Tuesday, 29 July 2014

Poor children do worse at school - because they are poor!

The educational attainment gap between rich and poor would be reduced by raising the income of poorer families

To download the full pdf, click here

Explaining the data
Academics from the London School of Economics analysed over 30 different studies from across the world measuring the effects of income on children’s school achievement. They found an increase of between 5% and 27% of a standard deviation on a child’s ability to learn resulting from an increase in income of about £900. Even assuming the lower 5% improvement in cognitive ability per £900 spent, this suggests that increasing the income of Free School Meals children to the UK average (at a cost of around £6,000 per child) would halve the difference in Key Stage2 test results (aged 11) between Free School Meals children and the rest. To see the full report visit http://www.jrf.org.uk/publications/does-money-affect-childrens-outcomes


Monday, 21 July 2014

Differences in income between children are increasingly likely to be mirrored as adults. Social mobility worsening in UK

What people earn in life increasingly reflects what their parents earned

To download the full pdf, click here

Explaining the data
The Institute of Education used data from the National Child Development Study (NCDS) of children born in 1958 and the British Cohort Study (BCS) of children born in 1970 to compare the association between parental income and adult income for each of the cohorts. For the children born in 1958, the IoE found that just under 30% of the differences in incomes in childhood are mirrored in what they earn around the age 40. For those born in 1970 this has gone up to around 40% of childhood circumstances being reflected in what they earn in adulthood. There is no more recent data, because funding to study a cohort of children born in the 1980s was scrapped, but findings from a cohort born in 1991 should emerge in 2020. To see the full report visithttp://repec.ioe.ac.uk/REPEc/pdf/qsswp1401.pdf


Thursday, 17 July 2014

Most of the UK's wealth belongs to the richest fifth of the population

The richest fifth have around two thirds of the UK's total household wealth

To download the full pdf, click here

Explaining the data
This data is from the Office for National Statistics Wealth in Great Britain, Wave Three report covering the years 2010-12 (the most recent period for which data is available). The report can be found online at http://www.ons.gov.uk/ons/rel/was/wealth-in-great-britain-wave-3/2010-2012/index.html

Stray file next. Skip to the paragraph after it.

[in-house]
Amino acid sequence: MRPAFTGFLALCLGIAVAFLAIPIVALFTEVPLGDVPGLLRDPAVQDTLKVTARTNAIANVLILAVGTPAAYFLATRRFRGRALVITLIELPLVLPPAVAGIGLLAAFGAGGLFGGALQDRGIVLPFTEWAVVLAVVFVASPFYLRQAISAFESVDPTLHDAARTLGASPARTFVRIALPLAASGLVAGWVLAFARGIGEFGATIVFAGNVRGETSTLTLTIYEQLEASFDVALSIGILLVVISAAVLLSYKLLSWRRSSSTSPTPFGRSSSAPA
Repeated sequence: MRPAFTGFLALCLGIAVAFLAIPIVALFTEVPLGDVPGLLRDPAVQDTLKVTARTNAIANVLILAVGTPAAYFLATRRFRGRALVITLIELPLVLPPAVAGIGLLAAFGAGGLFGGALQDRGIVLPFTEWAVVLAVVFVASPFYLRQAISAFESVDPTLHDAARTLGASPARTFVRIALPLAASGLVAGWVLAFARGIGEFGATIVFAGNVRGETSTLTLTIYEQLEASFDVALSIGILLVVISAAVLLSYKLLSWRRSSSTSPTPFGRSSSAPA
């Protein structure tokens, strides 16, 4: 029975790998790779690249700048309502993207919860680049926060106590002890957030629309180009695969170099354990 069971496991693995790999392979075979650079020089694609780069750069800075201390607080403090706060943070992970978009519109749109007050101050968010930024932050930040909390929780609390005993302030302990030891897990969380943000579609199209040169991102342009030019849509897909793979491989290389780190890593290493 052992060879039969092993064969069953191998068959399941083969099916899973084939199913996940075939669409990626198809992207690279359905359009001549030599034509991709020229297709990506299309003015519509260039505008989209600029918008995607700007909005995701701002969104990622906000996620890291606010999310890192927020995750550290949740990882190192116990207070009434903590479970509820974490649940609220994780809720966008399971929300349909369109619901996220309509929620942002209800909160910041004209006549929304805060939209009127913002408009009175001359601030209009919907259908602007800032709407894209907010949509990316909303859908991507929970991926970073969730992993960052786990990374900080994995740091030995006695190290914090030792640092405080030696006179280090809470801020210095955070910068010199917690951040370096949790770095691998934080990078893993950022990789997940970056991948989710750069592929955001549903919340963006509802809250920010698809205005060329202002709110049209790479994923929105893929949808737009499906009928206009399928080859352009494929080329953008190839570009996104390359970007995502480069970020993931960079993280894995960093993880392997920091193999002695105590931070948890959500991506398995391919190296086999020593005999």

Sunday, 29 June 2014

The UK has become one of the most unequal countries in the world

The UK has become one of the world's most unequal countries

Share of total income going to the richest 1% has grown faster in the UK than in most other advanced economies

To download the full pdf, click here

Explaining the data

This data comes from the World Top Incomes Database, which measures top incomes in over 45 countries around the world. Based on household surveys in each country, we have used the latest data available for each country. You can access the full data here: http:// topincomes.g-mond.parisschoolofeconomics.eu 


The Long Shadow of War

Northamptonshire Quakers are hosting "The Long Shadow of War", an art exhibition exploring the effects of war on communities and families. 

It will be displayed at the Quaker Meeting House, Wellington Street, Northampton NN1 3AS (town centre) from Friday July 11th until Sunday July 13th, 10.00-4.00 Friday and Saturday and 1.00-4.00 on Sunday. Refreshments available at all times.

On Saturday July 12th from 7.00pm until 9.00pm there will also be an interactive discussion on the theme of "waging peace". It includes video presentations, small group discussions and refreshments.


Sunday, 22 June 2014

Poorest 10% spend 23% of their income on food. The richest 10% just 4.2%. The poor also eat less healthily.

Poor people spend nearly a quarter of their income on food, yet still get less nutrition than the rich

To download the full pdf, click here

Explaining the data
This data comes from ‘Hard to Swallow’ a report funded by Kellogs and the Centre for Economics and Business Research (CEBR) and published in March 2013. A report from the Institute for Fiscal Studies, ‘Food expenditure and nutritional quality over the great recession’ documents the change in nutritional quality of household food purchases since 2005.